Vitamin K is a substance our bodies need to stop bleeding and form clots. Vitamin K primarily comes from the food we eat, like green leafy vegetables, or fish, meat and eggs.
Babies are born with very little vitamin K in their bodies. This puts them at risk for very serious bleeding problems if it is not supplemented. These bleeds can happen anywhere in the body, even the brain.
Vitamin K Deficient Bleeding
Vitamin K Deficient Bleeding (VKDB) can occur in a baby up to 6 months of age. It is classified in 3 different stages:
- Early: in the first 24 hours after birth
- Classic: 2-7 days old
- Late: 2 weeks to 6 months old
Not enough vitamin K gets passed through the placenta to the fetus, so babies are born without enough vitamin K to form clots if a bleed occurs. Breastmilk also contains very little vitamin K, so exclusively breastfeed infants do not obtain enough from their mother. Even formula fed babies will not have enough vitamin K for several days. It is not until babies are eating regular foods at 4-6 months of age that they have enough vitamin K stored in their bodies.
Signs and Symptoms of VKDB
Unfortunately, in most cases of VKDB, there are no warning signs before a serious bleed occurs. Some babies may show the following signs:
- Bruising, especially around the face or head
- Bleeding from the nose or umbilical cord
- Pale skin or pale gums
- The white parts of the eyes may turn yellow
- Bloody or tarry, black stools
- Vomiting blood
- Irritability, seizures, vomiting, excessive sleepiness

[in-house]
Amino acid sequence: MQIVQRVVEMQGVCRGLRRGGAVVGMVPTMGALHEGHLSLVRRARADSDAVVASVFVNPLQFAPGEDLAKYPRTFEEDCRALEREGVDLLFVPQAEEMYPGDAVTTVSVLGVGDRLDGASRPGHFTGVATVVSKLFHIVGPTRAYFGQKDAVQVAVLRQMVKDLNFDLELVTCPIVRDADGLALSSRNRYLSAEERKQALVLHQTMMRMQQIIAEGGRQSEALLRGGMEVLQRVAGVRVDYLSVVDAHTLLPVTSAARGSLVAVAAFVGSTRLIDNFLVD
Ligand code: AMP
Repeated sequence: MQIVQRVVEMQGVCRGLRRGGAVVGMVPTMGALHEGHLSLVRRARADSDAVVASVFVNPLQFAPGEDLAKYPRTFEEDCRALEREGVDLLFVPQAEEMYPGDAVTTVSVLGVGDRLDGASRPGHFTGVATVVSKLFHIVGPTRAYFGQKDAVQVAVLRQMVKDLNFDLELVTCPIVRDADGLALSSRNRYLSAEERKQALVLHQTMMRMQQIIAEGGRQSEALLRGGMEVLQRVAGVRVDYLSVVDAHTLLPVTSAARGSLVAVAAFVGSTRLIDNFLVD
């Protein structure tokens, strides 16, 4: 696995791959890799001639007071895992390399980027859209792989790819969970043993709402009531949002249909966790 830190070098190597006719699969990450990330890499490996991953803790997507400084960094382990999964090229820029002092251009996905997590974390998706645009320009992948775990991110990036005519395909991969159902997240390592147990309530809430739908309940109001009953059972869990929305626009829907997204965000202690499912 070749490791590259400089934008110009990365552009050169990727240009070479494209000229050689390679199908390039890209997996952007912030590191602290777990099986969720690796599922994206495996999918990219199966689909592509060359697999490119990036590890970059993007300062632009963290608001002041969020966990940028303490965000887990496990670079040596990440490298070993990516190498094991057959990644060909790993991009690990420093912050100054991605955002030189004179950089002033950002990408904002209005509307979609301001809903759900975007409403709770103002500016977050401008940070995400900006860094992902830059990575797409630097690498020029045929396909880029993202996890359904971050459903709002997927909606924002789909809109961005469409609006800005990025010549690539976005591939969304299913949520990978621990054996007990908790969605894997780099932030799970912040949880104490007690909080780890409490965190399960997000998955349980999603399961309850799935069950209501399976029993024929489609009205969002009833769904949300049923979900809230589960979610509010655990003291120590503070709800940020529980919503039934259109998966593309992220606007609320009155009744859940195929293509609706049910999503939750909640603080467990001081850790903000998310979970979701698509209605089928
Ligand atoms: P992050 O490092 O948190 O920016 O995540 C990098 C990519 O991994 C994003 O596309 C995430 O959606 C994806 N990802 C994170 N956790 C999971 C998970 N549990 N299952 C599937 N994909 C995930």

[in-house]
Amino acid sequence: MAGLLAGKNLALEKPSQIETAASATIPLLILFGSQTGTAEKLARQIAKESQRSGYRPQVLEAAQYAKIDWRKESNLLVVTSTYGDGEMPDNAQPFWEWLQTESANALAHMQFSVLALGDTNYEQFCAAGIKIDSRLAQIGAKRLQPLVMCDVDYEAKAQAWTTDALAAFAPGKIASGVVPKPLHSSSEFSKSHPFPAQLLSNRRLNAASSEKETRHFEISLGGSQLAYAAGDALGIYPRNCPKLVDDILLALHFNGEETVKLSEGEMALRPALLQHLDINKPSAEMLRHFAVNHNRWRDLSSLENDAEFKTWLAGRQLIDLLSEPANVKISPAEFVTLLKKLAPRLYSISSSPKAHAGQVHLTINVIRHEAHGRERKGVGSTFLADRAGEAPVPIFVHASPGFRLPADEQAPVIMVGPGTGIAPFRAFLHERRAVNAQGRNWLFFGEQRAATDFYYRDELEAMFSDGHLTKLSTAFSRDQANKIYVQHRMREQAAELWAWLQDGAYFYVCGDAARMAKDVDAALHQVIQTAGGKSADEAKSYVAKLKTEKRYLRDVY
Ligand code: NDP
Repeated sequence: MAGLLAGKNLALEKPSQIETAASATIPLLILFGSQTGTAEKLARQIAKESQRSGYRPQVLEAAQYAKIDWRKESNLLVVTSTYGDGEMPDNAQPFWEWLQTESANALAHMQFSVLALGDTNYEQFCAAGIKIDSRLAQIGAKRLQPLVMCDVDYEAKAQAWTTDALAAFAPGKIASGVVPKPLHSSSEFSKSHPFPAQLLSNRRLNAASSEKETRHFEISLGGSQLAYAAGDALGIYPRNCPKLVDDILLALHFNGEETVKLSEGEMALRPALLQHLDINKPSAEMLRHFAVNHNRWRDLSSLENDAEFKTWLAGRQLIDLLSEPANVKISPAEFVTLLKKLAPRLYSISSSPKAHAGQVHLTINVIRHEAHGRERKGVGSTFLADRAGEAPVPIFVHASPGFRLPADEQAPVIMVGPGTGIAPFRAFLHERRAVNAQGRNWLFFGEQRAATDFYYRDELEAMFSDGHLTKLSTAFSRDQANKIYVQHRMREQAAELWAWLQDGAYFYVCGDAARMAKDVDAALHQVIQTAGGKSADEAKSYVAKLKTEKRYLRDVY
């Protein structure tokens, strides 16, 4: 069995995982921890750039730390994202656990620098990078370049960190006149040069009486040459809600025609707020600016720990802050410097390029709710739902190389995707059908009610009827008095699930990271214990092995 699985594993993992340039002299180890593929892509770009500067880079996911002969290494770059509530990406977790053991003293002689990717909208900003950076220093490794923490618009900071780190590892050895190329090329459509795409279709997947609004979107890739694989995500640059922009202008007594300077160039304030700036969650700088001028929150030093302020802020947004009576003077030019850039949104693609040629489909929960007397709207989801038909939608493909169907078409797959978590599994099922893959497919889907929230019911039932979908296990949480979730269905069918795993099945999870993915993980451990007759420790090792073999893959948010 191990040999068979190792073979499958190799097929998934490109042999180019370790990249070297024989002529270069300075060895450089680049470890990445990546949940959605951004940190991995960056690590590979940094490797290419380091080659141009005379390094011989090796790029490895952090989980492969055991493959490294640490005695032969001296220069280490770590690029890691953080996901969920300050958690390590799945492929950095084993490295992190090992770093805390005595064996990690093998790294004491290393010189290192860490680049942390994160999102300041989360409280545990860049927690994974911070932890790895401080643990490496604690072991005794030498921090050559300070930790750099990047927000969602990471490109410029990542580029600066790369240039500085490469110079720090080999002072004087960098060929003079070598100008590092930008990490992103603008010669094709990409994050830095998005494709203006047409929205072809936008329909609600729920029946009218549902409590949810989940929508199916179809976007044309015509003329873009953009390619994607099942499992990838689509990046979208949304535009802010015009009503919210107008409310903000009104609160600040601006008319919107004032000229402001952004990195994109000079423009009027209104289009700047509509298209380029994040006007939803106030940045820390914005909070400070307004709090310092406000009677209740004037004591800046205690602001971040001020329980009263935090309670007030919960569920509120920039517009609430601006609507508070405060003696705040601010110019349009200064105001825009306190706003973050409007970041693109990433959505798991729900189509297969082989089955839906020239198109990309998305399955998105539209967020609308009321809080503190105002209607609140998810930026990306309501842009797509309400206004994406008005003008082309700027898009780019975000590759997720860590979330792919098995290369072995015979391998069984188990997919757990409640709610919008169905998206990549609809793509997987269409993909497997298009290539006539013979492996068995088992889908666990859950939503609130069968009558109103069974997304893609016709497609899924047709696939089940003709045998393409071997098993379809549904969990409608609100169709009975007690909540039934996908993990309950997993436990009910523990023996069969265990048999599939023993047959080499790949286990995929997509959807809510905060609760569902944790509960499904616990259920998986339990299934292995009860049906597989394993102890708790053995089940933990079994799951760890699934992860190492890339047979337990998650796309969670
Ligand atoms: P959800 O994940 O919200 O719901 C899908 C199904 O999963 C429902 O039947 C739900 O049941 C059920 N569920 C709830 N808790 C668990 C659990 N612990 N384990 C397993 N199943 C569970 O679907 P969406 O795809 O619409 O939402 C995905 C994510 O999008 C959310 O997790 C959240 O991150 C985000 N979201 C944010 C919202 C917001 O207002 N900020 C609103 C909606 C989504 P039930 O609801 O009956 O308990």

Early and classic VKDB is more common and occurs in 1 in 60 to 1 in 250 newborns. It is more common in women who are taking certain medications during pregnancy.
Late stage VKDB most commonly presents as intracranial hemorrhage – a life threatening bleed in the brain. This most commonly happens in exclusively breastfed babies not given vitamin K at birth. Fortunately, the incidence of this is even more rare at less than 1 in 14,000 babies.
Prevention of VKDB
Vitamin K is given to all newborns within 6 hours of birth. It is administered by an injection into the thigh muscle. The recommended dose by the Canadian Paediatric Society is 0.5 to 1mg, similar to the American Academy of Pediatrics. The injection is preferred as it is more effective at preventing late stage VKDB.
In some countries, vitamin K is given by mouth. Other times, parents may opt for the oral route instead of the injection. This is not as effective at preventing VKDB, especially late stage VKDB, because vitamin K is not reliably absorbed by the stomach and the effect doesn’t last as long.
There are no side effects to the vitamin K shot. The injection site may have some redness or tenderness. This subsides quickly. Cuddling or breastfeeding your baby when they give the injection will help to reduce any pain or discomfort.
What about preterm infants?
Preterm infants are at higher risk for VKDB. The recommendations for vitamin K also extend to babies born earlier than term, even those requiring NICU care.
All infants should receive an intramuscular injection of vitamin K within 6 hours of birth to prevent VKDB.